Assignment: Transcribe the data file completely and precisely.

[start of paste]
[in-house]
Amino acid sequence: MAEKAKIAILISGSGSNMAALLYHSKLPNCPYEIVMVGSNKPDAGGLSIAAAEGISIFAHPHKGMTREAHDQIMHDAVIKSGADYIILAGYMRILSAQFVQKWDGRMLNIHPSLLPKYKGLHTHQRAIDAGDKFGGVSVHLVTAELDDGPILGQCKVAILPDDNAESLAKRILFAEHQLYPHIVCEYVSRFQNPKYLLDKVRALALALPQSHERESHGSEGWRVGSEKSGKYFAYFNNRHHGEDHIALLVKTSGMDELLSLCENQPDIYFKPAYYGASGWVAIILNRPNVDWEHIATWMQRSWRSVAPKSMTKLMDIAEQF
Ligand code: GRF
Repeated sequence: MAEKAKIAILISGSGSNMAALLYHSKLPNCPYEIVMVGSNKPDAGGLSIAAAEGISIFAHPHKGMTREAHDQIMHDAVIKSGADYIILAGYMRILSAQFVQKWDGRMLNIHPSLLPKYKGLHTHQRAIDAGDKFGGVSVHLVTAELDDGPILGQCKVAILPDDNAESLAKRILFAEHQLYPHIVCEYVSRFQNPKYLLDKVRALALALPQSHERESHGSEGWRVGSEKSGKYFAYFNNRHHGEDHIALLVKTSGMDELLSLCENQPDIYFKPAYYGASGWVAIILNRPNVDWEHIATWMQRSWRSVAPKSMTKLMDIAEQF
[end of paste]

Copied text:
[in-house]
Amino acid sequence: MAEKAKIAILISGSGSNMAALLYHSKLPNCPYEIVMVGSNKPDAGGLSIAAAEGISIFAHPHKGMTREAHDQIMHDAVIKSGADYIILAGYMRILSAQFVQKWDGRMLNIHPSLLPKYKGLHTHQRAIDAGDKFGGVSVHLVTAELDDGPILGQCKVAILPDDNAESLAKRILFAEHQLYPHIVCEYVSRFQNPKYLLDKVRALALALPQSHERESHGSEGWRVGSEKSGKYFAYFNNRHHGEDHIALLVKTSGMDELLSLCENQPDIYFKPAYYGASGWVAIILNRPNVDWEHIATWMQRSWRSVAPKSMTKLMDIAEQF
Ligand code: GRF
Repeated sequence: MAEKAKIAILISGSGSNMAALLYHSKLPNCPYEIVMVGSNKPDAGGLSIAAAEGISIFAHPHKGMTREAHDQIMHDAVIKSGADYIILAGYMRILSAQFVQKWDGRMLNIHPSLLPKYKGLHTHQRAIDAGDKFGGVSVHLVTAELDDGPILGQCKVAILPDDNAESLAKRILFAEHQLYPHIVCEYVSRFQNPKYLLDKVRALALALPQSHERESHGSEGWRVGSEKSGKYFAYFNNRHHGEDHIALLVKTSGMDELLSLCENQPDIYFKPAYYGASGWVAIILNRPNVDWEHIATWMQRSWRSVAPKSMTKLMDIAEQF